How To Cook The Perfect Steak
MEDIUM RARE, OF COURSE, IS THE SHORT ANSWER. BUT TO PERFECT THAT, READ ON.
1. Start with a good piece of meat. Sounds obvious, though Puharich can’t emphasise enough how easy this is if you get to know a local butcher. “Invest in this and it will pay big dividends,” he says. “Because you can’t turn an average piece of meat into a great steak.”
2. Bring meat to room temperature before cooking. That means sitting it out, on a board, for 30-40 minutes beforehand. “It’s important to allow consistency when cooking – when the meat is relaxed and the
entire steak is the same temperature, it cooks evenly and allows you to better recognise when it’s cooked upon touch.”
3. Season the steak with quality salt flakes. “I’m not a fan of pepper as it can be overpowering and turn meat acrid. I’m also not big on marinades – I want to taste the steak.”
4. Make sure the pan is screaming hot. “You want high heat to get the sizzle. Start out on a medium heat and the meat will stew and boil. A high heat starts the Maillard reaction when amino acids and sugars react forming a caramelisation on the outside. The goal is a nice, brown crust.”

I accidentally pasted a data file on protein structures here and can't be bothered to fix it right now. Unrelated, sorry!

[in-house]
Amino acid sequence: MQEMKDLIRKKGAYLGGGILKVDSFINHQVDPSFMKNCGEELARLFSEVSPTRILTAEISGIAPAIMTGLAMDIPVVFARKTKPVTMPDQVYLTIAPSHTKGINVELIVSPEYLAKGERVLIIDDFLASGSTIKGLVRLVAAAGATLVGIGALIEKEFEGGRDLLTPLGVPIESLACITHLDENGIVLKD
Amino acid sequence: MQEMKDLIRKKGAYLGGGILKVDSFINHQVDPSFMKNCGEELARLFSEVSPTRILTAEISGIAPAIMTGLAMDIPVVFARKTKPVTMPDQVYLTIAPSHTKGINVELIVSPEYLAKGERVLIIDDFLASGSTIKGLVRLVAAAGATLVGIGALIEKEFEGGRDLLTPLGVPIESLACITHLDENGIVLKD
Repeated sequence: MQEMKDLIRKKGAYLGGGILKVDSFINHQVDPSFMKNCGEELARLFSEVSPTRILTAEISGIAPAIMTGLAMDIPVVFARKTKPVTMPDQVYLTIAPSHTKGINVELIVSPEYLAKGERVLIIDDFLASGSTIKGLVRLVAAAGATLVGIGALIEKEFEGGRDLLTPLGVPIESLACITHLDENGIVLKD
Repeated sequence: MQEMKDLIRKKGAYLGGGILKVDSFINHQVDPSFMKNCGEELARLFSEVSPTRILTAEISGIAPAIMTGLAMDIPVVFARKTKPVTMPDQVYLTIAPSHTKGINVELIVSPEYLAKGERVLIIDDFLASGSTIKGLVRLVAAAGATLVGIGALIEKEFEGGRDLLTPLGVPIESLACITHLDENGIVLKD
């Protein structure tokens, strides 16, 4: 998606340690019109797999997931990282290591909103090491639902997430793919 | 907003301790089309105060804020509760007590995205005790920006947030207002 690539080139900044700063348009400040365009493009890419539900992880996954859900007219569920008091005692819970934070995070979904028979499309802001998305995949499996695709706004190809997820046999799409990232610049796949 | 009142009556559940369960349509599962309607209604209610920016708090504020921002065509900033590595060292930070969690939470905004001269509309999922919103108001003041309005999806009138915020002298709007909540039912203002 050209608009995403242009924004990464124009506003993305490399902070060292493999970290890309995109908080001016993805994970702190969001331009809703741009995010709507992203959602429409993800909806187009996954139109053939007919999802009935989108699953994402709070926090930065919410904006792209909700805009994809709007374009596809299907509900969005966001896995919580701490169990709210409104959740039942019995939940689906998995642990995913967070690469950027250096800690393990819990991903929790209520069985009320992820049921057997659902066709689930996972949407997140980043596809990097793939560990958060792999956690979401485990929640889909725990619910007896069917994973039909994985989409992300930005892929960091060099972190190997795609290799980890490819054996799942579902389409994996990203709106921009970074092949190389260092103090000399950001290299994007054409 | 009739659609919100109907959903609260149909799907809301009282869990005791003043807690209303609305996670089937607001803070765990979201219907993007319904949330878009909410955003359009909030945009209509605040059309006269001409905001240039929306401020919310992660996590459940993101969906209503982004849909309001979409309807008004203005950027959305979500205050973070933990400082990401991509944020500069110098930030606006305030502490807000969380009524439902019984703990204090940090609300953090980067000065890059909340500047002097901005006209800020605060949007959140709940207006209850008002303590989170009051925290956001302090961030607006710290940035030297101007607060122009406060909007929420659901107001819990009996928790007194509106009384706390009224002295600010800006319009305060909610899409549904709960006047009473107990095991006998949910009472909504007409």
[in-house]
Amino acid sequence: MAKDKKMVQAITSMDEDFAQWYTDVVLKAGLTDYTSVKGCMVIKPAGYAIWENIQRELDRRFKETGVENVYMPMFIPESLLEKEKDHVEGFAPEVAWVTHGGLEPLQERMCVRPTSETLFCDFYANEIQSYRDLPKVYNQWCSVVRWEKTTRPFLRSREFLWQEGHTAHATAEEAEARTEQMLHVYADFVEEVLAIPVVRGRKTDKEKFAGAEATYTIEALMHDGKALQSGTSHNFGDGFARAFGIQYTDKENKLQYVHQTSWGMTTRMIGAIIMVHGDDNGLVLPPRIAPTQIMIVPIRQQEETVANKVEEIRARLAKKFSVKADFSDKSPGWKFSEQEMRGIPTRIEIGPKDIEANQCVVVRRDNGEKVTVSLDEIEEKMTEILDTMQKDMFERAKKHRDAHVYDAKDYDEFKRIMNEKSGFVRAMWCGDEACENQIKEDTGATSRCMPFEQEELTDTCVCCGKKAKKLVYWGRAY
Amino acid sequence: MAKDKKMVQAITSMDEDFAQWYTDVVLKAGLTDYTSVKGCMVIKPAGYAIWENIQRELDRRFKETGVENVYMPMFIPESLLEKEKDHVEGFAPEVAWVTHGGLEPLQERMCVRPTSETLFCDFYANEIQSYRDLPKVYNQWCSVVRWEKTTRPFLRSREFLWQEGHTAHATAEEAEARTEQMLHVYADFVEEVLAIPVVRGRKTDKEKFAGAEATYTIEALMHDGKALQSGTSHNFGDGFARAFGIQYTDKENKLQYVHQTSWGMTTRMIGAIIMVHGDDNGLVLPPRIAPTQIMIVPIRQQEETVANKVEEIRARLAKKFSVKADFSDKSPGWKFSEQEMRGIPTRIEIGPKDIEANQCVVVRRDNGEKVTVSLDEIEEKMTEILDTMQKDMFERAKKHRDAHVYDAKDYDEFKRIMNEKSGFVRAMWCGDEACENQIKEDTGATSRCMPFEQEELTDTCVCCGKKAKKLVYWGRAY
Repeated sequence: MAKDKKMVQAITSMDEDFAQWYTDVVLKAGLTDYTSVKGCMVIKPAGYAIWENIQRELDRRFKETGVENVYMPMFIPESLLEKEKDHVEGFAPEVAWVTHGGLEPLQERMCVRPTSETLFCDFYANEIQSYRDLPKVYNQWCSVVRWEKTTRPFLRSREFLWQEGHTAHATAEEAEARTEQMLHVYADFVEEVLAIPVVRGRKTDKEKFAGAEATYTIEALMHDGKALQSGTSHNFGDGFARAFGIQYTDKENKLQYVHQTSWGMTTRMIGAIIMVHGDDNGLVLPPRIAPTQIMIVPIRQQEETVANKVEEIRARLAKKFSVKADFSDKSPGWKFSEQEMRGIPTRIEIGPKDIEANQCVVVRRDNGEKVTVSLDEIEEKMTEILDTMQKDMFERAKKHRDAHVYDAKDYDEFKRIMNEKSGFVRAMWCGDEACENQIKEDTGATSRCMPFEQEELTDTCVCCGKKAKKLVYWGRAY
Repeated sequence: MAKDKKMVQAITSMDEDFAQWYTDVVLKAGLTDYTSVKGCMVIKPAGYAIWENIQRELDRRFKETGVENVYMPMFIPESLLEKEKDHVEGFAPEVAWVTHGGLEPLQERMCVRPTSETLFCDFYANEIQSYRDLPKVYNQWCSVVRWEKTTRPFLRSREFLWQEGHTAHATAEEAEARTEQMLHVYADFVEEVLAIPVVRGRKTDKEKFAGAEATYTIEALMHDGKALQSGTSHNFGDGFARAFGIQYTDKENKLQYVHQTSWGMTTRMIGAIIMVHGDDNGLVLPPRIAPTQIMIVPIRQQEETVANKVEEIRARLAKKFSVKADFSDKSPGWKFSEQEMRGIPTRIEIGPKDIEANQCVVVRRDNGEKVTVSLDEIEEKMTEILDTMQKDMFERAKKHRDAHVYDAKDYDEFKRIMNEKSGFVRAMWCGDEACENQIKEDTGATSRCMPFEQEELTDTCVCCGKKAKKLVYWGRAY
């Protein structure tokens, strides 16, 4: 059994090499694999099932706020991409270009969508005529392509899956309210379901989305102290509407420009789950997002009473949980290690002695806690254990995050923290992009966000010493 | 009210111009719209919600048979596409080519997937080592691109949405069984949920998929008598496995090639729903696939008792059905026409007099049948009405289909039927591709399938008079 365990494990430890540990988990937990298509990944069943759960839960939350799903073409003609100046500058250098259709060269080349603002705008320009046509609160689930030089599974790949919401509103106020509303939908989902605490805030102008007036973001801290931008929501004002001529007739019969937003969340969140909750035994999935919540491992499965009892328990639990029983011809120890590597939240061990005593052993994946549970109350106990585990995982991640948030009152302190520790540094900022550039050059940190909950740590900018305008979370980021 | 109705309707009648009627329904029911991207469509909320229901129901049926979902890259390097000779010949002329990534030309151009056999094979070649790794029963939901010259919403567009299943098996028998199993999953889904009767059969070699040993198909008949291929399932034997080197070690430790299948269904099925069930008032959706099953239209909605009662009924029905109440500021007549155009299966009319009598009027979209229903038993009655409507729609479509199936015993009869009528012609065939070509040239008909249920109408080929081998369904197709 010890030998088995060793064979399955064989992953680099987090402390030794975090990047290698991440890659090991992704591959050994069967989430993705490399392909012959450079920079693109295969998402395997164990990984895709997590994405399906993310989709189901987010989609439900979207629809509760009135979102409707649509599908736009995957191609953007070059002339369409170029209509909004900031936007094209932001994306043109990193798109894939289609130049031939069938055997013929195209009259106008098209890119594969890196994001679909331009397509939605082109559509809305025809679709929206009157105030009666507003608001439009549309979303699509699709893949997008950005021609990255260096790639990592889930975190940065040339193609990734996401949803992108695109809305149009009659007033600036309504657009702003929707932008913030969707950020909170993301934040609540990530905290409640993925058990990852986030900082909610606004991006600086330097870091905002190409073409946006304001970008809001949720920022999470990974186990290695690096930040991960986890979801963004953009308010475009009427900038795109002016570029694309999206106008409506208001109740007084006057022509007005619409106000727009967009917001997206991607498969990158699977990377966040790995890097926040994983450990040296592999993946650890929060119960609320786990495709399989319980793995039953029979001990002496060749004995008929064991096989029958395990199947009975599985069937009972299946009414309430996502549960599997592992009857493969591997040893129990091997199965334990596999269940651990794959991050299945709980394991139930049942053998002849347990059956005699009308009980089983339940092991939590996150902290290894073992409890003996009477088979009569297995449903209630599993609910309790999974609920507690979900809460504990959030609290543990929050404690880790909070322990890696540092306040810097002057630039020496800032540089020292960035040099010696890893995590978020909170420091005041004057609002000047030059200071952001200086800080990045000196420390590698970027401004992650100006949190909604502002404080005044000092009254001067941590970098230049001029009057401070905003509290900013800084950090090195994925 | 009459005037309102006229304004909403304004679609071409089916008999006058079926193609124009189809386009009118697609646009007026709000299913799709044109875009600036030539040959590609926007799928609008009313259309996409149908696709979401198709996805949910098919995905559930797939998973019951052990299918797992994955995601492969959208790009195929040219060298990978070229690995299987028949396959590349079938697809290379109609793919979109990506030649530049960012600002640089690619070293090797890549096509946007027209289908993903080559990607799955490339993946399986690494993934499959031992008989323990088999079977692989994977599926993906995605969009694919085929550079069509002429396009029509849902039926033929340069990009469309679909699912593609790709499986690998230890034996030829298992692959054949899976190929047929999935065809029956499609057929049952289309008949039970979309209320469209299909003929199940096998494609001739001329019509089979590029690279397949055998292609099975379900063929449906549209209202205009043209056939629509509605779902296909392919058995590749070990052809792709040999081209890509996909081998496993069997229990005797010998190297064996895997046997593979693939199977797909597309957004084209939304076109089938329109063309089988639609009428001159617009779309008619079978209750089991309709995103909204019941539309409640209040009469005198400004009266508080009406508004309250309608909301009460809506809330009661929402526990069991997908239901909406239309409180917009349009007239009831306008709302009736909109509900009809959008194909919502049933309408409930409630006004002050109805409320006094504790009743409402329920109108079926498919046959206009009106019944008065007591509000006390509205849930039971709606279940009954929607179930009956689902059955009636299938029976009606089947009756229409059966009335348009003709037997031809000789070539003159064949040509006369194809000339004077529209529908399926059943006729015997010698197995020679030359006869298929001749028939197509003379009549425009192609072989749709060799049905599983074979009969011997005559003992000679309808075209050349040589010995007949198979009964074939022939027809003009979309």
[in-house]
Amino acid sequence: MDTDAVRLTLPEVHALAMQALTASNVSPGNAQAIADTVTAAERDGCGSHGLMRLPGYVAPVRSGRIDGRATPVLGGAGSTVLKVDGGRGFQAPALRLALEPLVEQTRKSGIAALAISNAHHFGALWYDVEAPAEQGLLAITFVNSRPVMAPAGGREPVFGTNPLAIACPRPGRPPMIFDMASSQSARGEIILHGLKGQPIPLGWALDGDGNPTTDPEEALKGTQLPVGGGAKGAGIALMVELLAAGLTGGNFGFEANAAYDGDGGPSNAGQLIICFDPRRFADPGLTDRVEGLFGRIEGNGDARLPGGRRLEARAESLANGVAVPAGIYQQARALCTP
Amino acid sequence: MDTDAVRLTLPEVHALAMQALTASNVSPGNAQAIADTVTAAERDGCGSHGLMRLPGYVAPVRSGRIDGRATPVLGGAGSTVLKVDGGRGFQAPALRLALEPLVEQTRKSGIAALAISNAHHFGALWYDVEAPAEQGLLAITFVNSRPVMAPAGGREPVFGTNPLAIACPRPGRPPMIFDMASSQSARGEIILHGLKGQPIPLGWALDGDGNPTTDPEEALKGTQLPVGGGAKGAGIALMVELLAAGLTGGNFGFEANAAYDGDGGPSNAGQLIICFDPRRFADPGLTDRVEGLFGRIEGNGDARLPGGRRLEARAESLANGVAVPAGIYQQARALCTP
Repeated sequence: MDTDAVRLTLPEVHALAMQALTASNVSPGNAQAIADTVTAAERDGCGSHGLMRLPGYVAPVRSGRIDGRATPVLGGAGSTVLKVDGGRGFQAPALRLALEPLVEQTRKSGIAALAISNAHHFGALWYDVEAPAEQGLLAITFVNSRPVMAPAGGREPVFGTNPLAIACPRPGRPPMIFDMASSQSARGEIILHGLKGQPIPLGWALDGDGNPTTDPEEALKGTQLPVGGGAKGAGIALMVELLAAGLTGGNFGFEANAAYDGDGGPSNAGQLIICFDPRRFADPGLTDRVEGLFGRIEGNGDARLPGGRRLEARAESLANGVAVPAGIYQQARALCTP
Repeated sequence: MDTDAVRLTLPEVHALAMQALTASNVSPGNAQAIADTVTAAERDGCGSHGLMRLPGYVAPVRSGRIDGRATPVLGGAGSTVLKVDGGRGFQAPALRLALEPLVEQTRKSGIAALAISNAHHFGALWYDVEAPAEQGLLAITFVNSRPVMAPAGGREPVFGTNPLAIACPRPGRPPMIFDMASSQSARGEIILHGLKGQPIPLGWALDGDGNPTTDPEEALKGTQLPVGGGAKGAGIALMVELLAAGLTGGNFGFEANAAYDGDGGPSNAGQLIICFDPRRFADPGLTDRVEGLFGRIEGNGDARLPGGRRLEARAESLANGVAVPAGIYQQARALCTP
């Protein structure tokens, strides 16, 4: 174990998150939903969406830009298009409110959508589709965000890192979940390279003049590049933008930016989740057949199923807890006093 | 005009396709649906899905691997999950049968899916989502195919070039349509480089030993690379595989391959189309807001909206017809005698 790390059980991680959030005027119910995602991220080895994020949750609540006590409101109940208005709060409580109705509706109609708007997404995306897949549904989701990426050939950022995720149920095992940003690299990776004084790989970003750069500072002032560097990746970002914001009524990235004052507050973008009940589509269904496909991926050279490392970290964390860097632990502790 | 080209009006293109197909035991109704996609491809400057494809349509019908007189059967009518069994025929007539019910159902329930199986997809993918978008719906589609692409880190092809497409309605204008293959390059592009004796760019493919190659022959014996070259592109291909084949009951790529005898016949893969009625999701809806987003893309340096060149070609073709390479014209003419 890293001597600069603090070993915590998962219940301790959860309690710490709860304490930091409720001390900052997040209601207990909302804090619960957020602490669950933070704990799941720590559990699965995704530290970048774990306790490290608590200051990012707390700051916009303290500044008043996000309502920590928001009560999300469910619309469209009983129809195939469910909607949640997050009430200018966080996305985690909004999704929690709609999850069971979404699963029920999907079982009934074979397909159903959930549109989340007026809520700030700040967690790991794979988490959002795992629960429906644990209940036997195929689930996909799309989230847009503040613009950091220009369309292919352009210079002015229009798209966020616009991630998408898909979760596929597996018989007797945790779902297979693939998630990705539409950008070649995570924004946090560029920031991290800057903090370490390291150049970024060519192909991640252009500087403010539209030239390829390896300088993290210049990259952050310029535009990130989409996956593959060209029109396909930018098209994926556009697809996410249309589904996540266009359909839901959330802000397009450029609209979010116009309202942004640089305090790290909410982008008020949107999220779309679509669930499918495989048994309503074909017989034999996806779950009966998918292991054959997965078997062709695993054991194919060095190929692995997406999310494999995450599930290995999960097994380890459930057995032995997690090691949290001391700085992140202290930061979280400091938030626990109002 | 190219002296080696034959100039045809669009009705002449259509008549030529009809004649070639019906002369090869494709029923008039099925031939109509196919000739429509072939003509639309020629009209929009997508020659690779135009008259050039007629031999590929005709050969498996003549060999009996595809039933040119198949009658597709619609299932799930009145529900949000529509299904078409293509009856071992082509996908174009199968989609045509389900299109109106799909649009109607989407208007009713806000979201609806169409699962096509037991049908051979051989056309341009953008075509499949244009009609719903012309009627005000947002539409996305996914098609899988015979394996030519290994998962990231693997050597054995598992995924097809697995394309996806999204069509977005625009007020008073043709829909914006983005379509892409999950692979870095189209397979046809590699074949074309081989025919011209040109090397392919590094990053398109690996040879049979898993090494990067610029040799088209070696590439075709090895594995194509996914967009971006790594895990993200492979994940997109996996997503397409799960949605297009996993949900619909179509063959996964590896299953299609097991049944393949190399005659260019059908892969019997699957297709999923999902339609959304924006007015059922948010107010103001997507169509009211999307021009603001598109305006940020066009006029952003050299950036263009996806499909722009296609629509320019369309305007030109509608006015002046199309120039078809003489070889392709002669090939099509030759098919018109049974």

5. Don’t keep prodding or turning it. Let it sizzle in the heat and do its thing. By moving it too much you release all the important juices. “They leach out. A general rule is cook it for 2/3 of the time on one side and one third on the other. So, for an average 300g steak, that’s around six minutes on one side, three on the other.”
6. Rest the meat. The hard work’s done, rest it and be patient. “Meat tenses during cooking. So rest it for roughly half the cooking time. If it’s taken nine minutes, then rest it for 4-5 minutes. The juices then get sucked back in, rather than creating a puddle on the plate as you eat.”
According to Meat and Livestock Australia (MLA), grass-fed meat comes from animals that have only grazed on grass. It’s leaner, provides a bigger, cleaner beef flavour that’s more characteristic of the region and grass they’ve fed on, and also contains more Omega-3s (which is good). The MLA folks, who say grainfed meat comes from animals fed grass for the majority of their lives, then transition to grain-based diets. Usually it’s 150 days for sirloin or 200 days for rib-eye. And grainfed will give the meat more marbling (fat) and a milder and softer beef flavour. Now you know.